McDonalds oatmeal: Healthy breakfast or marketing sham?

A photo of a cup of McDonald's oatmeal.

McDonald’s oatmeal looks nutritious, until you read the label. (Photo Credit: CC BY-ND/Amy Rainey/Mason-Dixon Magnolia)

McDonald’s has introduced its new oatmeal to appeal to consumers seeking a healthy breakfast, and the fast food giant markets it as a “bowl full of wholesome.” But as New York Times Magazine food columnist Mark Bittman suggests, all may not be as full of healthy, all-natural goodness as advertised.

McDonald’s oatmeal: Not so healthy, not so cheap

McDonald’s, which reportedly boasts sales of more than $16.5 billion per year – nearly the GDP of Afghanistan – knows how to use video content marketing for its products, oatmeal included. While McDonald’s oatmeal seems healthy on the surface – it has much less grease than a Sausage McMuffin – the door is wide open for the restaurant chain to play with the descriptive verbiage in the same way food marketers have for more than 40 years, writes Bittman.

Sweetening the competition

Quaker Strawberries and Cream Instant Oatmeal is a classic example. It contains no strawberries or cream but a boatload of sugar and artificial flavors. Unfortunately, McDonald’s oatmeal falls into the same boat when the ingredients are scrutinized; “cream” that includes nothing dairy and “natural flavor” are just the beginning. Sugar is a main ingredient because McDonald’s oatmeal must be sweet enough to compete with rival Starbuck’s “Perfect Oatmeal.”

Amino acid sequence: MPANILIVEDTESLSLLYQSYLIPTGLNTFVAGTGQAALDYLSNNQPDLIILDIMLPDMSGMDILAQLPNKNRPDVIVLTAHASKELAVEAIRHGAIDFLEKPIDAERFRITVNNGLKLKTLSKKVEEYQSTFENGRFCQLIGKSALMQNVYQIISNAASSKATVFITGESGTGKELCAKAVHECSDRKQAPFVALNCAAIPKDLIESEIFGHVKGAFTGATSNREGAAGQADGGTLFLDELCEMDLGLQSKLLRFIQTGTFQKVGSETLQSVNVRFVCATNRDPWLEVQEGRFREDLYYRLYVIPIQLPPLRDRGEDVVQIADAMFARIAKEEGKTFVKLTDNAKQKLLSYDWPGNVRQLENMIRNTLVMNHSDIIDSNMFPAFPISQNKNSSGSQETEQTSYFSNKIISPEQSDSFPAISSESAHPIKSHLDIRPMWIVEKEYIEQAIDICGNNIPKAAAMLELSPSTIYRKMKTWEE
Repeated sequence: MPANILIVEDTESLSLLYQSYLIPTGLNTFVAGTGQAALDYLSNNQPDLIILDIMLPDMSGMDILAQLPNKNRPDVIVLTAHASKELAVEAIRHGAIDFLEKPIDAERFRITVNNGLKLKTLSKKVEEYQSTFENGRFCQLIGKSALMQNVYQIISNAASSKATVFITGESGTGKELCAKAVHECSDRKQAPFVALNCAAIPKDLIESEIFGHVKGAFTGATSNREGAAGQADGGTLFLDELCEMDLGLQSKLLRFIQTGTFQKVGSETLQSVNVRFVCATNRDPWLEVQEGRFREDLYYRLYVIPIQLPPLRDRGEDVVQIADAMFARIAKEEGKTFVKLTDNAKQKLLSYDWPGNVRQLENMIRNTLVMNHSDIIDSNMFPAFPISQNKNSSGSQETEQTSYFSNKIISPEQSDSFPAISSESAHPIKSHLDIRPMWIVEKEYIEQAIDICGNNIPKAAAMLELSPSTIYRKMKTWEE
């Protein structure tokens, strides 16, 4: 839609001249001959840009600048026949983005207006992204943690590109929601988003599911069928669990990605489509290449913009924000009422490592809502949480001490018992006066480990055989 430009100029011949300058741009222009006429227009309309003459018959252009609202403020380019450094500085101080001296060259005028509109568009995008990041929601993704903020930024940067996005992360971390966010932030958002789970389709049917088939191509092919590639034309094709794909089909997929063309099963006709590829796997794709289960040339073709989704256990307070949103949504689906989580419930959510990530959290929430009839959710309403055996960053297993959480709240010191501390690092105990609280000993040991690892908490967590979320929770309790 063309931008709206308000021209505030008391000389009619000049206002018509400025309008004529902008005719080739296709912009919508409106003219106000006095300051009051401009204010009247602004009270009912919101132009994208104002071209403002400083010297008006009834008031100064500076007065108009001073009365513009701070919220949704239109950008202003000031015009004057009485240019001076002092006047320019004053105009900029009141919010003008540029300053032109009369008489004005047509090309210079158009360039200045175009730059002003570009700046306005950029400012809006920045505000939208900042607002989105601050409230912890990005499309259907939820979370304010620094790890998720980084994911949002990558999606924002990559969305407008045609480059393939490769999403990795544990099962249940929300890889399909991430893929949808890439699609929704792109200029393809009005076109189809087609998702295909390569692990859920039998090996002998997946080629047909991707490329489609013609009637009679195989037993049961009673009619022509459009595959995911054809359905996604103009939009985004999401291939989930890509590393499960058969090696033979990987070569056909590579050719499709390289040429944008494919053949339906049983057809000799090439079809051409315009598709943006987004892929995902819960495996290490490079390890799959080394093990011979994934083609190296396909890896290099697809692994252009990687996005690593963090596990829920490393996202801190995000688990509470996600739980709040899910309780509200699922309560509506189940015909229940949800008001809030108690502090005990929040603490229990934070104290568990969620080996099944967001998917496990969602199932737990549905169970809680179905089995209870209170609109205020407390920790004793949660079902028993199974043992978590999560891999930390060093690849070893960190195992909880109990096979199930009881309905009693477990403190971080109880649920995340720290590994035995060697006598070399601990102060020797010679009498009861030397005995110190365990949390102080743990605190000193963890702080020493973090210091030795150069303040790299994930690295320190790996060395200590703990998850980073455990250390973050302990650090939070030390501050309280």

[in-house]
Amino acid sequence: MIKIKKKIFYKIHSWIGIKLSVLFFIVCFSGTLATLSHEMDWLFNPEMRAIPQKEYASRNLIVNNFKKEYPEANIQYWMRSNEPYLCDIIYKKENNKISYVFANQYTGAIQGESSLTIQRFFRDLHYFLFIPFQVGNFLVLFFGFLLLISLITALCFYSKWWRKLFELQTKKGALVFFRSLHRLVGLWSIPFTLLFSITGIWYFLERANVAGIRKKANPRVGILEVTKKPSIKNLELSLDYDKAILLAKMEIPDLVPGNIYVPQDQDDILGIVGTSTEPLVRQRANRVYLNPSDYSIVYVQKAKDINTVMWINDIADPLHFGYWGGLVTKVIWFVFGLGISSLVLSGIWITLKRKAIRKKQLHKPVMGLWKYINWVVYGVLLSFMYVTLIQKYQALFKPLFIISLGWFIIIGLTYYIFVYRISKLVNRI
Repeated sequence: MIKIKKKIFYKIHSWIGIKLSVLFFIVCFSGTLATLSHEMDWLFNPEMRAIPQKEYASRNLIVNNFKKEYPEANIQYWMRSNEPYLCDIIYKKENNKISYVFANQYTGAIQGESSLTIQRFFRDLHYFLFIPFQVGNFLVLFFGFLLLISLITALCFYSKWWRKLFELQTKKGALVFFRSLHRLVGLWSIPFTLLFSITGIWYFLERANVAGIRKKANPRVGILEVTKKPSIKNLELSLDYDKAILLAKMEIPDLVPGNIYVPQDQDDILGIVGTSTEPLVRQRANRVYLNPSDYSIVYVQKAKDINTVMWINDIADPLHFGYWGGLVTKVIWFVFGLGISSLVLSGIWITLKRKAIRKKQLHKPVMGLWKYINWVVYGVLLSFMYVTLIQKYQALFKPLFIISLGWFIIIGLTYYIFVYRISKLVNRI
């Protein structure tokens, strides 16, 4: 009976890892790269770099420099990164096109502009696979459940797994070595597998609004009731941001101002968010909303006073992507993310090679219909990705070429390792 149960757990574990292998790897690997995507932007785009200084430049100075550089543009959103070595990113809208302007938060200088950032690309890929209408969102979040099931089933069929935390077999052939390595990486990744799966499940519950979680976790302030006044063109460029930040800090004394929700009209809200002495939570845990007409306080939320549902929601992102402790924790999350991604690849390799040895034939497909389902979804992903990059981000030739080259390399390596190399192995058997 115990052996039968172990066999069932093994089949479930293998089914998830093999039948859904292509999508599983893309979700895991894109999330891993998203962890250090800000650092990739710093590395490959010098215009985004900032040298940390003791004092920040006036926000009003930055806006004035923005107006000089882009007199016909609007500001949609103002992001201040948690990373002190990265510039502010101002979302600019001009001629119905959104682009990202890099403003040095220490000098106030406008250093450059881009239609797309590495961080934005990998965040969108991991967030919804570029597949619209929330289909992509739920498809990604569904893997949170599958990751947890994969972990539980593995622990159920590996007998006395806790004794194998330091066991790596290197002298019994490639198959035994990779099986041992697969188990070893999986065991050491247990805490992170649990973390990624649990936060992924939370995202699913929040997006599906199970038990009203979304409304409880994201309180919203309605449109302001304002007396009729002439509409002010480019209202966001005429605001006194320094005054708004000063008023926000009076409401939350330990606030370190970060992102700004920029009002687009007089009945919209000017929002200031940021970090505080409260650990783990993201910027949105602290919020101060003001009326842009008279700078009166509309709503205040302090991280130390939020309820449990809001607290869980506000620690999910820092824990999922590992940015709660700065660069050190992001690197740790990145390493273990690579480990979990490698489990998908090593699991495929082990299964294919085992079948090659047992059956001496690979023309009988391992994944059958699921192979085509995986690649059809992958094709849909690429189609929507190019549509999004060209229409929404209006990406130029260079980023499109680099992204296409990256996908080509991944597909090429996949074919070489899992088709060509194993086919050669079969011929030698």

It also doesn’t hurt McDonald’s bottom line that it charges roughly $2.30 for the 9.2-ounce oatmeal cup. That much oatmeal and a tiny sampling of dried fruit costs one-tenth as much when you make it yourself.

Mental trigger of convenience

A common justification for enjoying McDonald’s oatmeal is convenience, but even that doesn’t stand up to scrutiny. To get McDonald’s oatmeal, you have to go there, wait in line, order, wait, pay and leave. In as much time, you could make instant oatmeal with fruit at home and have time for juice and the morning paper.

McDonald’s assertion that its FMO (“fruit and maple oatmeal”) can be made healthier simply by giving customers the choice to opt out of cream and brown sugar ignores the fact that the oatmeal contains a whopping 21 ingredients, many of them chemical and unnecessary. Leeway for minor customization doesn’t change that. As Bittman suggests, it’s all about getting McDonald’s customers to come back for more.


McDonald’s oatmeal ingredients

New York Times


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